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Neuropsychol Rehabil. 2019 Feb 4:1-31. doi: 10.1080/09602011.2019.1570943. [Epub ahead of print]

Improvement in functional vocabulary and generalization to conversation following a self-administered treatment using a smart tablet in primary progressive aphasia.

Author information

1
a Département de réadaptation , Université Laval , Québec , QC , Canada.
2
b Centre de recherche CERVO - Brain Research Centre , Québec , QC , Canada.
3
c École de réadaptation , Université de Montréal, Montréal , QC , Canada.
4
d Centre de recherche, Institut universitaire de gériatrie de Montréal , Montréal , QC , Canada.
5
e Clinique interdisciplinaire de mémoire, CHU de Québec-Hôpital de l'Enfant-Jésus , Québec , QC , Canada.
6
f Département de médecine , Université Laval , Québec , QC , Canada.

Abstract

Currently, public services in speech-language pathology for primary progressive aphasia (PPA) are very limited, although several interventions have been shown to be effective. In this context, new technologies have the potential to enable people with PPA to improve their communication skills. The main aim of this study was to investigate the efficacy of a self-administered therapy using a smart tablet to improve naming of functional words and to assess generalization to an ecological conversation task. Five adults with PPA completed the protocol. Using an ABA design with multiple baselines, naming performance was compared across four equivalent lists: (1) trained with functional words; (2) trained with words from a picture database; (3) exposed but not trained; and (4) not exposed (control). Treatment was self-administered four times a week for a period of four consecutive weeks. A significant improvement for trained words was found in all five participants, and gains were maintained two months post-treatment in four of them. Moreover, in three participants, evidence of generalization was found in conversation. This study supports the efficacy of using a smart tablet to improve naming in PPA and suggests the possibility of generalization to an ecological context.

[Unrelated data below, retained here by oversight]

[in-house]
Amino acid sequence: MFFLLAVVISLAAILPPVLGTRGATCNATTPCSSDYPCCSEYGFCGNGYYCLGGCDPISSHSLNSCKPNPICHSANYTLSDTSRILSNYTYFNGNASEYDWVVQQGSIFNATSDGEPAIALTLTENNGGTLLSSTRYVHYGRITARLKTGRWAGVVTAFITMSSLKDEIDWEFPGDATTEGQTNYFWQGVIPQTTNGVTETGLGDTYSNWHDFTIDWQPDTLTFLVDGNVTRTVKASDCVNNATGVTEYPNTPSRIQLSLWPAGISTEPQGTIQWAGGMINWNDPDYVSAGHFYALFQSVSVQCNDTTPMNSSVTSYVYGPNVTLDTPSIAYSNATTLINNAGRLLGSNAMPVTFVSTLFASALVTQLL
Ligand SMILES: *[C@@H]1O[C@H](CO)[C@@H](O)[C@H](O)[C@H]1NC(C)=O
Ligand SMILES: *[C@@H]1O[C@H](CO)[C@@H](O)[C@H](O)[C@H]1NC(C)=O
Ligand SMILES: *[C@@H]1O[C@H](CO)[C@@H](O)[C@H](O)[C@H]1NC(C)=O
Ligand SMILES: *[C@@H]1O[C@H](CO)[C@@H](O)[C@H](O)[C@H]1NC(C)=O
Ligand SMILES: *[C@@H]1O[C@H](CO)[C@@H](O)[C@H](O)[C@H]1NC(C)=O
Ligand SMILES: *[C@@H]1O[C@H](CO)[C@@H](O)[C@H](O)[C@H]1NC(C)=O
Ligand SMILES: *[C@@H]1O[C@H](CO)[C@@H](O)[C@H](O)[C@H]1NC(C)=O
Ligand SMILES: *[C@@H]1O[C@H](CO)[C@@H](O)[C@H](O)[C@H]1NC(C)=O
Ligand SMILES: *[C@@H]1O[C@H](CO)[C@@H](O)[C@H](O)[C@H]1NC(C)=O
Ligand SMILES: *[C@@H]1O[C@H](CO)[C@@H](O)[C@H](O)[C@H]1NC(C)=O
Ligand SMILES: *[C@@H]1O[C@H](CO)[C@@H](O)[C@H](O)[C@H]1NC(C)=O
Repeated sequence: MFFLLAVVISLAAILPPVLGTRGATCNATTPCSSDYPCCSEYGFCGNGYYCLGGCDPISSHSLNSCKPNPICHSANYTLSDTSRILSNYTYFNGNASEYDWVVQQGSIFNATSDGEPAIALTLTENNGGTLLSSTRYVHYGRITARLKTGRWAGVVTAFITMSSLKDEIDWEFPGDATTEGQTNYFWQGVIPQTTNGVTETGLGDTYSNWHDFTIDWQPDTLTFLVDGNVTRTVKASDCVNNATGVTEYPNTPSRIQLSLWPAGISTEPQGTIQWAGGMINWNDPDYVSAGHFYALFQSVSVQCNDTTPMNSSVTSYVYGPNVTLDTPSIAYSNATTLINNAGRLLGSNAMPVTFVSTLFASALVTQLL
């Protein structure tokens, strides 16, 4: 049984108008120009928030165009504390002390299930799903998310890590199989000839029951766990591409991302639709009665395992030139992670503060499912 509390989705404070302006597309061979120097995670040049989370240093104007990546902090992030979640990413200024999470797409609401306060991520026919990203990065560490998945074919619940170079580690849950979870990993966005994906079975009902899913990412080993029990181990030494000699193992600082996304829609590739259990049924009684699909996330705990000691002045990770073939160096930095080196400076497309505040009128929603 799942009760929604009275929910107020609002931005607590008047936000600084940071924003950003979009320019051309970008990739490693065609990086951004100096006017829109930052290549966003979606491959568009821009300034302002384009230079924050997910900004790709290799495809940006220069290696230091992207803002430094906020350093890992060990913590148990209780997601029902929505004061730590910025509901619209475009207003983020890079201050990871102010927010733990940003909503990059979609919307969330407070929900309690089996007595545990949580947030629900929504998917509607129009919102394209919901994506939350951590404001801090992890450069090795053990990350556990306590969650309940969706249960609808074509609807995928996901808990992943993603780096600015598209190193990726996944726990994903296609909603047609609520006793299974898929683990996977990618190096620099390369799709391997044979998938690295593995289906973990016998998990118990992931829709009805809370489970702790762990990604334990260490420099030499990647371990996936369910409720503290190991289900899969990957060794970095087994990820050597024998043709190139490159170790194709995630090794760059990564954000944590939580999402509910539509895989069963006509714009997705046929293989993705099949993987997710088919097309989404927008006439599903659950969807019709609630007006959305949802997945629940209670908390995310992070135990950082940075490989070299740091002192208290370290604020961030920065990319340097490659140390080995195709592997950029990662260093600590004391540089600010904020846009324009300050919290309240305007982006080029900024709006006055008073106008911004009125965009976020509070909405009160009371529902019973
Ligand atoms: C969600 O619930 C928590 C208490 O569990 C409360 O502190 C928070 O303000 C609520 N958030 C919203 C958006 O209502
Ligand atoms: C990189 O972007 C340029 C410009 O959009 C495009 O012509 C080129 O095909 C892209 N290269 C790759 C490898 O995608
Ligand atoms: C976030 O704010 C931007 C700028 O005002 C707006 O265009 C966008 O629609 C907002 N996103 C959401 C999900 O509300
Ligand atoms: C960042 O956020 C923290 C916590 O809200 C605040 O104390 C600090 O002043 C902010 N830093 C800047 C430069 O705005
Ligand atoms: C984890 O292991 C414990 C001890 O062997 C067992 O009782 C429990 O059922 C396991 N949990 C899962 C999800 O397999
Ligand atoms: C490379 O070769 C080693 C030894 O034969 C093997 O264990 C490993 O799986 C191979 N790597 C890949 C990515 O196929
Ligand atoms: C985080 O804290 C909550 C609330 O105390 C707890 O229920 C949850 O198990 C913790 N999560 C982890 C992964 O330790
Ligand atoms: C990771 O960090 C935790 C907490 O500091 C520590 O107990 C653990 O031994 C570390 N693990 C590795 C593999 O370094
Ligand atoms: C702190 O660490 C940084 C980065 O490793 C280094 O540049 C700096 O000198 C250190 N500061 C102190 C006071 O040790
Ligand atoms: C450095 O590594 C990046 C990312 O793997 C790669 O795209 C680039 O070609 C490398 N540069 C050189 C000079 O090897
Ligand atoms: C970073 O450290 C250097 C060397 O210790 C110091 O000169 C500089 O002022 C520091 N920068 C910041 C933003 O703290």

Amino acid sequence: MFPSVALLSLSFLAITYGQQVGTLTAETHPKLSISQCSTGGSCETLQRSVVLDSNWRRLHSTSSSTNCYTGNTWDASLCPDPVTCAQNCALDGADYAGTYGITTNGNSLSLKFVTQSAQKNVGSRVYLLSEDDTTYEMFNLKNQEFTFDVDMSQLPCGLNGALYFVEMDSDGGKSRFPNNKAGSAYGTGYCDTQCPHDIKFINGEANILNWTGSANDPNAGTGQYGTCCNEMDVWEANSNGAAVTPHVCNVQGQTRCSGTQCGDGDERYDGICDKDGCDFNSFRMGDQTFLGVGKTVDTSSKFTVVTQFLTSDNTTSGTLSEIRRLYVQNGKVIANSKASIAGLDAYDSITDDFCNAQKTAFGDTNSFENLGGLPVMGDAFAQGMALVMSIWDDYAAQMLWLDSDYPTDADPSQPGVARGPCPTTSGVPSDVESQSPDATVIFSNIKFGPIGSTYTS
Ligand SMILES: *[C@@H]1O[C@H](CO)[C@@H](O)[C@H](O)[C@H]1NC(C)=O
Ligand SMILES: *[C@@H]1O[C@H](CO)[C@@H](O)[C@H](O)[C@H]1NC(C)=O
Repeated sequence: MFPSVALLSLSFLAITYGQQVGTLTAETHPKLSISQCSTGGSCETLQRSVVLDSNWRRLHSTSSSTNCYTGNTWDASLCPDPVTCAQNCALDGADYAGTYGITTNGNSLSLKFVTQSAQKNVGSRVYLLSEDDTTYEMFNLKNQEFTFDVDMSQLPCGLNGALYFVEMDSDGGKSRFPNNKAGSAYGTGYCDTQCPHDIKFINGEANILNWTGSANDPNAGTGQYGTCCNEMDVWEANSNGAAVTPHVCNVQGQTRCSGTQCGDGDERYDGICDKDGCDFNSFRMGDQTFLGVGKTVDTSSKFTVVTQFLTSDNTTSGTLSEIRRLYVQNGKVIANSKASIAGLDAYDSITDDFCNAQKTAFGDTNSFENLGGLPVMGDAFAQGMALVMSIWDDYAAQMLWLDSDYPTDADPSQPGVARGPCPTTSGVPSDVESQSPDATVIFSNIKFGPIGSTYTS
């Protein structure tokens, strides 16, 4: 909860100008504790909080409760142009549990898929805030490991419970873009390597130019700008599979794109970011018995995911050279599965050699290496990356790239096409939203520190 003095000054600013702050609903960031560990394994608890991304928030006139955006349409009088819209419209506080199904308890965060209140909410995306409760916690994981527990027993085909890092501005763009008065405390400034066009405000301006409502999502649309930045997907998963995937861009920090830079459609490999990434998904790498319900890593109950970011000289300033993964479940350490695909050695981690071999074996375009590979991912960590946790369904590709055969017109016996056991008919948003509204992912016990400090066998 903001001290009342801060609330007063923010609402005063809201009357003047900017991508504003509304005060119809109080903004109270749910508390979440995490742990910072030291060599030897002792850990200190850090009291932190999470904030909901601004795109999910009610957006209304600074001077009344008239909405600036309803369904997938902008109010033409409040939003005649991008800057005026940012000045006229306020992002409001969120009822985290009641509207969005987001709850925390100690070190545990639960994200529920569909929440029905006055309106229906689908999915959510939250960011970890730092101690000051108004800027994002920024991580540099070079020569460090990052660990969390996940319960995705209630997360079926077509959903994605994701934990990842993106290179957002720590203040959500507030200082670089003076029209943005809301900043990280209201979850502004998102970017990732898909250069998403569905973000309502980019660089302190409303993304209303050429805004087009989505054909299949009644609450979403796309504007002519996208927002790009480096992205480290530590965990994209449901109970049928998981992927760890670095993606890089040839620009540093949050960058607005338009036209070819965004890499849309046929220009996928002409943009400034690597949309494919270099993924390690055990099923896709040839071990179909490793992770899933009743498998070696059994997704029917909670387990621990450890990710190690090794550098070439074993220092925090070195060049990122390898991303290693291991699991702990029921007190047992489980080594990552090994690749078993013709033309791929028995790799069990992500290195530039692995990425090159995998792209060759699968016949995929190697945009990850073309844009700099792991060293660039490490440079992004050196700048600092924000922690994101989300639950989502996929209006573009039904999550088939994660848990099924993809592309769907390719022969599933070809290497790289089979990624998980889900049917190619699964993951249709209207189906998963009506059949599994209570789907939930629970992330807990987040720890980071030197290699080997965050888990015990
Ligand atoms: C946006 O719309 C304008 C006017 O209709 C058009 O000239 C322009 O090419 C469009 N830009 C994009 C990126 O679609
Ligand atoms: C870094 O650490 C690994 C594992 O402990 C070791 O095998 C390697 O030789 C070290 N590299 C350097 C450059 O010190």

KEYWORDS:

Primary progressive aphasia; anomia; rehabilitation; smart tablet; treatment

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